As American ex-pats living in Anguilla, my husband Scott and I have visited Dominica before, and I wrote in Cruiseable about our Hike to the Boiling Lake. Today I'd like to tell you about two far more accessible, must-do visitor attractions in Dominica: Trafalgar Falls and the Emerald Pool.
We decided on a do-it-yourself day trip rather than booking a tour, so we rented a car, a two-door RAV4 with 220,000 miles on it, and we set off, map in hand and iPhone compass at the ready to help us explore the island.
I had read tales about the potholes in Dominica’s roads being big enough to swallow a small goat. That’s only a slight exaggeration. The roads are windy and narrow, and dodging the potholes is like playing a game of Mario Kart. Throw in left-hand driving with a right hand drive car and exploring solo suddenly seems intimidating. Still, there are so few cars on the road that it's not that bad. Plus, you get to explore much more of what island offers.
I had created a list of places I'd dubbed a priority for sightseeing in Dominica. Trafalgar Falls was one of those must-dos. After looking at a map, we decided to head west from Jungle Bay, past Grand Bay, through the capital of Roseau and off to Trafalgar Falls, nearly an hour and a half drive in total. We chose to purchase a weeklong multisite pass for $12 per person in lieu of the $5 site fee that’s traditionally imposed for a single site. If you’re planning to visit at least three sites — such as Trafalgar Falls, the Emerald Pool, the Boiling Lake, Boeri Falls, Sari Sari Falls, Soufriere Hot Springs and others — this is totally worth it.
For a first-time visitor to Dominica, Trafalgar Falls is about as easy as it gets. From the parking lot, it's a 10-minute walk to reach the twin falls of Trafalgar, dubbed the father and the mother. The mother is about 75 feet tall and the father stands 125 feet tall, making a pretty captivating duo. Both falls pool into a stunning rocky enclave that visitors can explore by foot. About 5 minutes into the hike, there’s a great viewing platform where you can capture both falls in one photo.
Note about Trafalgar Falls: We both wore sandals, which turned out to be fine. Hiking shoes aren’t needed and even a less active person can reach Trafalgar easily, regardless of your fitness level.
After our time at Trafalgar Falls, we headed north by way of Roseau, and up to Mero Beach, where we had lunch in one of Dominica’s seaside towns. In many ways it reminded us of a small surf town in Southern California: a narrow road, salt-blasted wooden buildings and palm trees lining the beach. After surveying the landscape, we headed to Romance Café just a few steps down the beach. The vibe was perfect, the food was good and the service was exceptionally friendly.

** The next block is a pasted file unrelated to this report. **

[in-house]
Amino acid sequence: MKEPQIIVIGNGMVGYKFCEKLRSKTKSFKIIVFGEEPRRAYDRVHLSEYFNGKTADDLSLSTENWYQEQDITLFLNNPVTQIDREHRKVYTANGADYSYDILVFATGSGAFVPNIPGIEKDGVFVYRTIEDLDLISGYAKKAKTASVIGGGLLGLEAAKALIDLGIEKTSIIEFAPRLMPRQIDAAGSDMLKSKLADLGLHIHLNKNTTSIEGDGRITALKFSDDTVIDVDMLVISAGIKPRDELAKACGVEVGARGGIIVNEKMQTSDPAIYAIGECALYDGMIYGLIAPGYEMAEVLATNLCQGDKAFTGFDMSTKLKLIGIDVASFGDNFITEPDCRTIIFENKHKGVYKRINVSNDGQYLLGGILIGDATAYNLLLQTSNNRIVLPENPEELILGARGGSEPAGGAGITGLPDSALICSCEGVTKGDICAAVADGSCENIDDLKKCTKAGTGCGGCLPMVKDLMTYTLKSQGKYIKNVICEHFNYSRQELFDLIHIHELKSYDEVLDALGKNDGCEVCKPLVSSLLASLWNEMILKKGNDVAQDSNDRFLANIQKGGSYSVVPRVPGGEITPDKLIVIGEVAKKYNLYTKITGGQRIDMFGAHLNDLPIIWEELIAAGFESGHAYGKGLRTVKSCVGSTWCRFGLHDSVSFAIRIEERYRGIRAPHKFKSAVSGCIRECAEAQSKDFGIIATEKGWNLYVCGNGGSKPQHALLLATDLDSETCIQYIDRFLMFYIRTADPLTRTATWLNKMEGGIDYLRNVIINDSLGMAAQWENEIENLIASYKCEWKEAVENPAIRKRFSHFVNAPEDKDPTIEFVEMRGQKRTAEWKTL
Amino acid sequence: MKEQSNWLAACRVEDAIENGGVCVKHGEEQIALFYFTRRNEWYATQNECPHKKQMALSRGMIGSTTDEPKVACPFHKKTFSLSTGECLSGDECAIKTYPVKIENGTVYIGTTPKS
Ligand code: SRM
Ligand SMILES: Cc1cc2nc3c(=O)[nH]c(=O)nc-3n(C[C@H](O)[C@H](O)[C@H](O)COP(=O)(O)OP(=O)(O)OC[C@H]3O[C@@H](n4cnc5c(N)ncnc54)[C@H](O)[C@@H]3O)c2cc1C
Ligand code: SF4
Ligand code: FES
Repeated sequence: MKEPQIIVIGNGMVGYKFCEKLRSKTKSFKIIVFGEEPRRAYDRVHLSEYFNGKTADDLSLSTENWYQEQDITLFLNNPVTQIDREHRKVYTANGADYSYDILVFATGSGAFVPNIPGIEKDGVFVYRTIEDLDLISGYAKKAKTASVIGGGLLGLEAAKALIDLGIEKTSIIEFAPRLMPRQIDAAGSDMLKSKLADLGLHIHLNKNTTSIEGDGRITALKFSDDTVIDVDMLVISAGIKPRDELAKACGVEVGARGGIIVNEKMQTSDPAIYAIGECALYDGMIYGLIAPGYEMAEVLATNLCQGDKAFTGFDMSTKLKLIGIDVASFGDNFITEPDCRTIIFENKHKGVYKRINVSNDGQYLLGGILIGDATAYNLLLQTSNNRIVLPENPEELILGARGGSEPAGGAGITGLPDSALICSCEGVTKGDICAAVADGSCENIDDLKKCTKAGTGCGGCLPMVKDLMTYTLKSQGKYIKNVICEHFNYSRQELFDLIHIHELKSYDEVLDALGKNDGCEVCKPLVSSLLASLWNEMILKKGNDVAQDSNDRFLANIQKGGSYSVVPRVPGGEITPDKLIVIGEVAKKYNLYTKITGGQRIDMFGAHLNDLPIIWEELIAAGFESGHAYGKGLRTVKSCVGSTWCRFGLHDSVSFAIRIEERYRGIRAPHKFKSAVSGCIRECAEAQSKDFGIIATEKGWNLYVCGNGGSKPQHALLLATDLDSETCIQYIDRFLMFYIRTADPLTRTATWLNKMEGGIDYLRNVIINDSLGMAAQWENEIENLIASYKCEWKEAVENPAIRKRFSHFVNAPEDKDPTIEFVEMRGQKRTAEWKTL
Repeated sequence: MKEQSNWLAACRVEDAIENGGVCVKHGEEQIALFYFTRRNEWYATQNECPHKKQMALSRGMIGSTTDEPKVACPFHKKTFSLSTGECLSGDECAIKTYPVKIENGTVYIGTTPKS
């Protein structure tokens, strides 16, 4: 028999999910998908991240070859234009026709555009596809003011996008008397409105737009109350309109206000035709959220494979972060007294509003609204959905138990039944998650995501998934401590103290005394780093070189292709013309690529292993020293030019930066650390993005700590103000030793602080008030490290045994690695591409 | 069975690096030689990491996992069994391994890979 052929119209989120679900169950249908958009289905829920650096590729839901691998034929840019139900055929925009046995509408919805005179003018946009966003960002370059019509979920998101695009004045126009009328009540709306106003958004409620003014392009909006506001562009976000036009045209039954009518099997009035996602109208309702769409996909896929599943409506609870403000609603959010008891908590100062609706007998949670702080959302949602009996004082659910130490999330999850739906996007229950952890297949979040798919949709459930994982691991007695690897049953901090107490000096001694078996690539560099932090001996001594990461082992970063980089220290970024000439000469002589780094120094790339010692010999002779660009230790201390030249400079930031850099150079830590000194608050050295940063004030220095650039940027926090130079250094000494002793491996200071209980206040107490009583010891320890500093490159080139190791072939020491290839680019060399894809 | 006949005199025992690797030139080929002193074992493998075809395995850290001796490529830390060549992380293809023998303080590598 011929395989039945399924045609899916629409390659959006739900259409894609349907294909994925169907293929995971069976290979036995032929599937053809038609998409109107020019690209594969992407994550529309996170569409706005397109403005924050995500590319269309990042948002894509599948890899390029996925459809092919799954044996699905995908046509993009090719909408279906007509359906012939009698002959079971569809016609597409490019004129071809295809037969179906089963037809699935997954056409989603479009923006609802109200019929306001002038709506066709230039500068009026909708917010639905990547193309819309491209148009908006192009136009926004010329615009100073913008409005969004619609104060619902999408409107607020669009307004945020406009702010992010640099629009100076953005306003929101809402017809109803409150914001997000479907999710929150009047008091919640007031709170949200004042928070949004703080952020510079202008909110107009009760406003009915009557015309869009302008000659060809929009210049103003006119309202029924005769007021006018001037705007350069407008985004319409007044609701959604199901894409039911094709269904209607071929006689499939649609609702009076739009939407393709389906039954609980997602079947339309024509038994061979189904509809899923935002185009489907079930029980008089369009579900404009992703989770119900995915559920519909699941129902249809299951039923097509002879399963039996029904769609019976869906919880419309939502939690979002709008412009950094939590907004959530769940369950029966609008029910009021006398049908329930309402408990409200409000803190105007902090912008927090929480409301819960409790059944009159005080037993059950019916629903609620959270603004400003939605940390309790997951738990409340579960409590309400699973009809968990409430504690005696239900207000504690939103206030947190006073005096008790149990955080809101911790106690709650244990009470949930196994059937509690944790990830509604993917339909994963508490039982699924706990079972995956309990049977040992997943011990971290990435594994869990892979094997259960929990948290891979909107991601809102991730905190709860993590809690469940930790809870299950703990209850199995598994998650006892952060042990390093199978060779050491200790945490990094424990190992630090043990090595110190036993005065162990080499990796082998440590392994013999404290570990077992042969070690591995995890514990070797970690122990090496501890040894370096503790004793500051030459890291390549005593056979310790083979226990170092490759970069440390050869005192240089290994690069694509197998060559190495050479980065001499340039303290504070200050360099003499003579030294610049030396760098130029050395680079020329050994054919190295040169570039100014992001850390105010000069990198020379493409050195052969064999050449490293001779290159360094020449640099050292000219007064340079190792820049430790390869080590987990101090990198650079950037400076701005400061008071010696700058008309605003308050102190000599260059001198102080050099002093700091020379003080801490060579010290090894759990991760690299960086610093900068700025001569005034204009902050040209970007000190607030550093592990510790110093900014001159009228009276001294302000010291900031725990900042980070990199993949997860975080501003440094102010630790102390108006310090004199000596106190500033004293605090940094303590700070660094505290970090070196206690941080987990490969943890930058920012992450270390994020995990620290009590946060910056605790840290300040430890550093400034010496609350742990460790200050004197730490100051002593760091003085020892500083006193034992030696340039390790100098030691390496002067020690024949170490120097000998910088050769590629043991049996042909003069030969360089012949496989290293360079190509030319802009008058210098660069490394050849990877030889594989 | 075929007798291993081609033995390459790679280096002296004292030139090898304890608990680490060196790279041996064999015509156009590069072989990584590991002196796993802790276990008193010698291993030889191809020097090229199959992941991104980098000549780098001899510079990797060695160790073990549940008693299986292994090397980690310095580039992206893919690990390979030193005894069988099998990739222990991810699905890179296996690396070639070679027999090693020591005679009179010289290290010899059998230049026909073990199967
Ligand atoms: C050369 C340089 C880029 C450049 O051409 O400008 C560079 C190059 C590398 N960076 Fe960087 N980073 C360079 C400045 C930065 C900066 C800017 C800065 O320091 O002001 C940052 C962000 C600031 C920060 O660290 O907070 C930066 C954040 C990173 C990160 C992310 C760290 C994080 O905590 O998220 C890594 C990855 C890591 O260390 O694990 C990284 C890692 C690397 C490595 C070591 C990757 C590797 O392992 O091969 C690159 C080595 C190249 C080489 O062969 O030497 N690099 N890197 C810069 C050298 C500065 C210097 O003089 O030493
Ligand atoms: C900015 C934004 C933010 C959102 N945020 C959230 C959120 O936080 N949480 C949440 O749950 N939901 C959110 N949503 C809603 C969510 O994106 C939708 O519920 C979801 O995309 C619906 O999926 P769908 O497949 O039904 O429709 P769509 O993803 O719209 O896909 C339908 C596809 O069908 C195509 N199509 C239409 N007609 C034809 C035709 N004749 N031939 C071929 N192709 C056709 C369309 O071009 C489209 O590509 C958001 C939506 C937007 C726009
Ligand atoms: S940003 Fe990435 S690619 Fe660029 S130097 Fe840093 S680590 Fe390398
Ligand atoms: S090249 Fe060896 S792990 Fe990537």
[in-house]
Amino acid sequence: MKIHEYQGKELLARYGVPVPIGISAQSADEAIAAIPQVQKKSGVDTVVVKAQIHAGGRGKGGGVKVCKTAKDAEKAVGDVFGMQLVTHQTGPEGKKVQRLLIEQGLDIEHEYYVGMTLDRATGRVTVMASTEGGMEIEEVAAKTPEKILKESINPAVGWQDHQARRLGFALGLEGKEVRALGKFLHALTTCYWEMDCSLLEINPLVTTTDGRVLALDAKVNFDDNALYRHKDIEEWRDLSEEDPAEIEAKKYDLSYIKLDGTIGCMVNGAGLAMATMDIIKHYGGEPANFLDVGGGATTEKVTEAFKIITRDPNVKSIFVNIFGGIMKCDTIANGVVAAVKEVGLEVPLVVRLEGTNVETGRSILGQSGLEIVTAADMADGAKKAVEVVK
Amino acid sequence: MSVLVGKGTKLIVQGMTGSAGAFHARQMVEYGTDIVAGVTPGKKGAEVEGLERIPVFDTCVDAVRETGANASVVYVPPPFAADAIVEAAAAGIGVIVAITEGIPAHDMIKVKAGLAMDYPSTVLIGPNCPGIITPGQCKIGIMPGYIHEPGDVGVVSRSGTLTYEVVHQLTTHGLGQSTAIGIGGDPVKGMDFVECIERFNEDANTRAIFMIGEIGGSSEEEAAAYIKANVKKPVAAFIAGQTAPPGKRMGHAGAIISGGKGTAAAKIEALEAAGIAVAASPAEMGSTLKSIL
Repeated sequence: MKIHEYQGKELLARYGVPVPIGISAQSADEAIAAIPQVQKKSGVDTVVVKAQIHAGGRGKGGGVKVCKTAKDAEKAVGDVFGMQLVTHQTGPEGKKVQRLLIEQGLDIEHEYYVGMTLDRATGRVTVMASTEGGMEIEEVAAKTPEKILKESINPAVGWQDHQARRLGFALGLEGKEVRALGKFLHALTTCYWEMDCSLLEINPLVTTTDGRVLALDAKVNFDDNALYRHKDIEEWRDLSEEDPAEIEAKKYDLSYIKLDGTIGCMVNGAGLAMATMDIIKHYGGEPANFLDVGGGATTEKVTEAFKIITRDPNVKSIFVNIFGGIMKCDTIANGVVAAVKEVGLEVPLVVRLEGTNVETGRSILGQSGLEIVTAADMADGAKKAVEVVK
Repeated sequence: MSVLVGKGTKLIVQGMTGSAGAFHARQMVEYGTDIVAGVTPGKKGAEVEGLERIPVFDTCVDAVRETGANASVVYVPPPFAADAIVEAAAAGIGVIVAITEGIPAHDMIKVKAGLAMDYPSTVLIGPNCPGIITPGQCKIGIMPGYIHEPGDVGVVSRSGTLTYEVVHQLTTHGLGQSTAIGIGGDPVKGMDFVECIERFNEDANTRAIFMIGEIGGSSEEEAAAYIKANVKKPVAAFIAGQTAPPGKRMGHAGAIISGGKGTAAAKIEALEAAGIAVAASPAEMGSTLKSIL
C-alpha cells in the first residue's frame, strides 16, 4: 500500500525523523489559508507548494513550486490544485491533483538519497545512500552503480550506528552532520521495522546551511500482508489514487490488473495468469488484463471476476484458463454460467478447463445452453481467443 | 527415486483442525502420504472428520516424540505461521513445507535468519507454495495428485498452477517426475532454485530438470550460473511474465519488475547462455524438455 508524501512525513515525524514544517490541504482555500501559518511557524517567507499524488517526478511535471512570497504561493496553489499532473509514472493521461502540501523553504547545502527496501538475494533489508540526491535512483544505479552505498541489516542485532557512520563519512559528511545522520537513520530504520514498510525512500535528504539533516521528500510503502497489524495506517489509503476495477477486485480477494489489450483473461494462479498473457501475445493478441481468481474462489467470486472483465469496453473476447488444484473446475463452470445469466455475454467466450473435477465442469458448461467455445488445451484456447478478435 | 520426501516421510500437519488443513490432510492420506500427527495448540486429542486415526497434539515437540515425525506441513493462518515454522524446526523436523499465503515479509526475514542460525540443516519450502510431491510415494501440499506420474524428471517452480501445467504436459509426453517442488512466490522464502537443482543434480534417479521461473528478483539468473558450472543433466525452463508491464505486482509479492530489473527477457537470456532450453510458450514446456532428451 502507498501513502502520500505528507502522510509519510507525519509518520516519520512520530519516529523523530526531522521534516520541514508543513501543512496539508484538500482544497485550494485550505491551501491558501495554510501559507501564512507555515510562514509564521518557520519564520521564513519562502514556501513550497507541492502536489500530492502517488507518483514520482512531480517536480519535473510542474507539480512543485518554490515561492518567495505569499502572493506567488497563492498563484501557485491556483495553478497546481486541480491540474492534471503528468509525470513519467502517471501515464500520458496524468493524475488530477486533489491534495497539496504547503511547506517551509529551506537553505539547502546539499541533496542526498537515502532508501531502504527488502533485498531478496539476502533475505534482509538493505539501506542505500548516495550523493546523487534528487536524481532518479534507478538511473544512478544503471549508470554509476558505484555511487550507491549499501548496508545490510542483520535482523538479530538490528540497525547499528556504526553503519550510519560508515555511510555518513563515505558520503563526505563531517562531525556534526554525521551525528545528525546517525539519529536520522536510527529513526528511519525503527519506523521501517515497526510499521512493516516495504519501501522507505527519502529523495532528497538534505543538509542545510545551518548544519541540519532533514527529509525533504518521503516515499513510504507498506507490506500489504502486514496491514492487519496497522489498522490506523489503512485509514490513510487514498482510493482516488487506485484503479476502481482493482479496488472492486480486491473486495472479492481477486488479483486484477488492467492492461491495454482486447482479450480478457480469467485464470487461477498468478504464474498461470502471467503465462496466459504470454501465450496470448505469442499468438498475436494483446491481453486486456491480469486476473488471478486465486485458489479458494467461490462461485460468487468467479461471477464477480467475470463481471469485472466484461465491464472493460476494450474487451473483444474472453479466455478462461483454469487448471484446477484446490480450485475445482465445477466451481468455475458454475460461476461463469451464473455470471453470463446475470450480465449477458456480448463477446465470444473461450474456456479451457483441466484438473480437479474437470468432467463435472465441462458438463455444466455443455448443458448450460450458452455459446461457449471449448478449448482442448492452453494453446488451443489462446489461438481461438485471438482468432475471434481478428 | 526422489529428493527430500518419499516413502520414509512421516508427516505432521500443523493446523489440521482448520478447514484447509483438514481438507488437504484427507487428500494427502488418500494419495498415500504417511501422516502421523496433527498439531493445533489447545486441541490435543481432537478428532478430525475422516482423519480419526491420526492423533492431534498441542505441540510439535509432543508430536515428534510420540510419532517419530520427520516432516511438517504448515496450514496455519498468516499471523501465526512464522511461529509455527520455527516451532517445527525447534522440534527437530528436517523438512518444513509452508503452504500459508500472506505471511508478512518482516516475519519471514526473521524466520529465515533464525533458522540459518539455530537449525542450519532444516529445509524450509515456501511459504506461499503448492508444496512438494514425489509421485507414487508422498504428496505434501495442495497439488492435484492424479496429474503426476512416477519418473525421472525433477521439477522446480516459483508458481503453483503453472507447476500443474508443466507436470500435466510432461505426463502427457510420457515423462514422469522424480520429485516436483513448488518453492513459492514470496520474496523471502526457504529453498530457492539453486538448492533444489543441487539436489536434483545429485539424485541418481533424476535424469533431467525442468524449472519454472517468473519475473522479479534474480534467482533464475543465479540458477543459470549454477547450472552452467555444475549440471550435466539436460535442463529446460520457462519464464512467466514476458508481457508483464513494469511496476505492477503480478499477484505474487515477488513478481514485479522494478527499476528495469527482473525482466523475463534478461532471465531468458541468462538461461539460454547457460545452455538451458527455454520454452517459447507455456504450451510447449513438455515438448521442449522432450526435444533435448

After a stop at the Macoucherie Rum Factory, we headed to the Emerald Pool, one of the other locales on my must-see list. Looking at a map, the Emerald Pool is at the top of Morne Trois Pitons National Park, a long drive from Trafalgar Falls. When we headed off on our drive in the morning, I had my doubts that we would be able to fit all of these sites in during a single day, but we ended up timing our day out perfectly. (Your mileage may vary, depending on where your cruise ship docks.)
From Roseau, we drove down a main road toward Rosalie Bay, taking a small, well-marked turnoff for the Emerald Pool. We were one of the last groups to gain entrance before they closed their doors for the night at slightly before 4 pm.
This was another simple walk, about 15 minutes through mostly flat, forested land before running into the Emerald Pool. The shallow pool reflected with a touch of emerald green from the flora and fauna overhead. It was the picture of paradise — untouched, a waterfall draping into the shallow pool, and greenery and vines hanging down from above. Just like Trafalgar Falls, this is a great hike for even the less mobile/active traveler. The walk is simple— we saw parents with young children walking in — and the end result is breathtaking.
We drove back to Jungle Bay, our first day’s adventures mostly behind us, and began prepping for the rest of our stay in "the Nature Island" of the Caribbean.
Have you been to Dominica? Which sites do you think are must-sees for visitors to the island?